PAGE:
A book club edition was published by Stein and Day in 1967. [554 p. 22cm] The first Stein and Day paperback edition was published in 1985. [543 p. 18cm]
2 JPEG image of cover art from one subsequent edition, if available
3 JPEG image of sample illustration from one subsequent edition, if available
4 How many printings or impressions of the first edition?
Stein and Day Publishing: First printing: 60,000 copies Sixth printing: 10,000 copies Seventh printing: 15,000 copies Total copies as of July 1967: 191,000
5 Editions from other publishers? If so, list their dates and publishers; if not, enter N/A
Avon Books: New York, 1967. New York, 1972. Collins Publishing: London, 1967. Fontana Publishing: London, 1967. London, 1977. London, 1979. Sphere Publishing: London, 1967. London, 1973. Warner Books: New York, 1976.
6 Last date in print?
Translated into Polish in 2001 (see section 13).
7 Total copies sold? (source and date of information?)
1967- 212,500 copies sold in stores and an additional large number through the Literary Guild and the Dollar Book Club [Bowker] 1967- $6.95 per copy [Publishers' Weekly]
8 Sales figures by year? (source and date of information?)
According to Publishers' Weekly: April 10, 1967: 115,000 April 24, 1967: 126,000 May 15, 1967: 131,000 Total copies sold in 1967- 212,500 (in stores) [Bowker]
9 Advertising copy (transcribe significant excerpts, briefly identify where ads were placed)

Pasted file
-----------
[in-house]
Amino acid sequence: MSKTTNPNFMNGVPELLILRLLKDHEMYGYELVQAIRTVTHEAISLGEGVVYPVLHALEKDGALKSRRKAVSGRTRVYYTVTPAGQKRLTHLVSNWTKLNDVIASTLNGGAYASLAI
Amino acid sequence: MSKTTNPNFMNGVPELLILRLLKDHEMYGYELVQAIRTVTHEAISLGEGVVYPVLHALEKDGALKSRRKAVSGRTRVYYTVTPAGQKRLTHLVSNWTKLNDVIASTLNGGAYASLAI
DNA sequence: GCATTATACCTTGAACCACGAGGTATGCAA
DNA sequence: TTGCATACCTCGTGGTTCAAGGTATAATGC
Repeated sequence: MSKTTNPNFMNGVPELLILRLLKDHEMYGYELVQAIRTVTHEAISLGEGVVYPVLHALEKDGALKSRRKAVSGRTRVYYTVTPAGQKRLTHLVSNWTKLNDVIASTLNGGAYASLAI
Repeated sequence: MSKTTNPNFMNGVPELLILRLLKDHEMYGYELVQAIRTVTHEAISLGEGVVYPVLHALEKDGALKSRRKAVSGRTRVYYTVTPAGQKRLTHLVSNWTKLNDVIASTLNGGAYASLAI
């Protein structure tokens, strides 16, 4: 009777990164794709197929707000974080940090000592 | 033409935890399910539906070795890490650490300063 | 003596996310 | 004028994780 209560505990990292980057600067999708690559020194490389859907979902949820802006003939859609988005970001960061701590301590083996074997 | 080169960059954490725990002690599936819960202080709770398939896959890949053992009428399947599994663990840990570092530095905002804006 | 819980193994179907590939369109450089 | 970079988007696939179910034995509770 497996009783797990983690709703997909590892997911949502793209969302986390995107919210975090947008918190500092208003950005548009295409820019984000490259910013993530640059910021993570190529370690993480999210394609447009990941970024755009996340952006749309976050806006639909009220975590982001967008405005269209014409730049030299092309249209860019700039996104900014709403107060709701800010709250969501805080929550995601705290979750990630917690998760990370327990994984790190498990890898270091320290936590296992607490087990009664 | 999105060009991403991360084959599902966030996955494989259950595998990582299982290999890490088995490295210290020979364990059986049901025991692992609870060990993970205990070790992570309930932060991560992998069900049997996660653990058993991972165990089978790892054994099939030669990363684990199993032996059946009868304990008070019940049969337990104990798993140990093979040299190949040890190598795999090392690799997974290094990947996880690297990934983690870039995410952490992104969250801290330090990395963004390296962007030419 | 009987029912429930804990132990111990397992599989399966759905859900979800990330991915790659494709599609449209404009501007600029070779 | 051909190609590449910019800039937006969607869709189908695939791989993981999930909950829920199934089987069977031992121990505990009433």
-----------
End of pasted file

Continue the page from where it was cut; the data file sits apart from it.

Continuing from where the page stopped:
Ad placed in Publishers' Weekly, January 23, 1967: [Located in upper left hand corner of Stein and Day Publisher's advertisment. Includes a small photo of the book.] THE ARRANGE- MENT By Elia Kazan A major novel about the "arrangements" by which we live, in and out of marriage. "A sure bet for best seller status."--Pub- lishers' Weekly First printing: 60,000 copies. Initial Ad- vertising: $35,000. February 27, $6.95.
10 JPEG image of sample advertisement, if available
11 Other promotion
Stein and Day Publishers offers free copies of "The Arrangement" to citizens of town whose library refuses to circulate the book [Publishers' Weekly May 8, 1967] Stein and Day Publishers sues the Chicago Tribune for "managed news," on its failure to report "The Arrangement" No. 1 on the best seller list [Publishers' Weekly May 29, 1967]
12 Performances in other media? If so, list media, date, title, production information; if not, enter N/A
Movie: 1985 "The Arrangement." Burbank, CA: Warner Home Video. Sound Recording: 1986. "The Arrangement." Newport Beach CA: Books on tape. Movie: 1969. "The Arrangement." Burbank, CA: Warner Home Video.
13 Translations? If translated, give standard bibliographic information for each translation. If none, enter N/A
Amerika no genso. Translated by Haruki Murakami. Tokyo: Hayakawa Shobo, 1968. [Japanese] Das Arrangement. Translated by Ulla H Herrera. Munchen/ Zurich: Droemer, 1968. [German] Das Arrangement. Munchen: Droemer knaur, 1971. [German] Das Arrangement: Roman. Brugg [Switzerland]: Fackelverlag, 1974. [German] Das Arrangement: Roman. Munchen: Verlag Hermberger, 1968. [German] El Compromiso: el arreglo. Barcelona: Editorial Bruguera, 1969. [Spanish] El Compromiso. Barcelona: Circulo de Lectores, 1974. [Spanish] Hahesolar. Tel Aviv: Beyton Hotsaah Laar, 1978. [Hebrew] Ho symvivasmos. Athena: Ekdoseis Maiondros, 1969. [modern Greek] Moskva: Izd-vo "Knizhnaia palata," 1996. [Russian] Solelka: roman. Moskva: TERRA, 2000. [Russian] Sopimus elaman konssa. Helsingissa: Otava, 1973. [Finnish] Uklad. Translated by Ceculia Wojewoda. Pozna: Dam Wydawniczy Rebis, 2001. [Polish] Uklad. London: Puls, 1992. [Polish]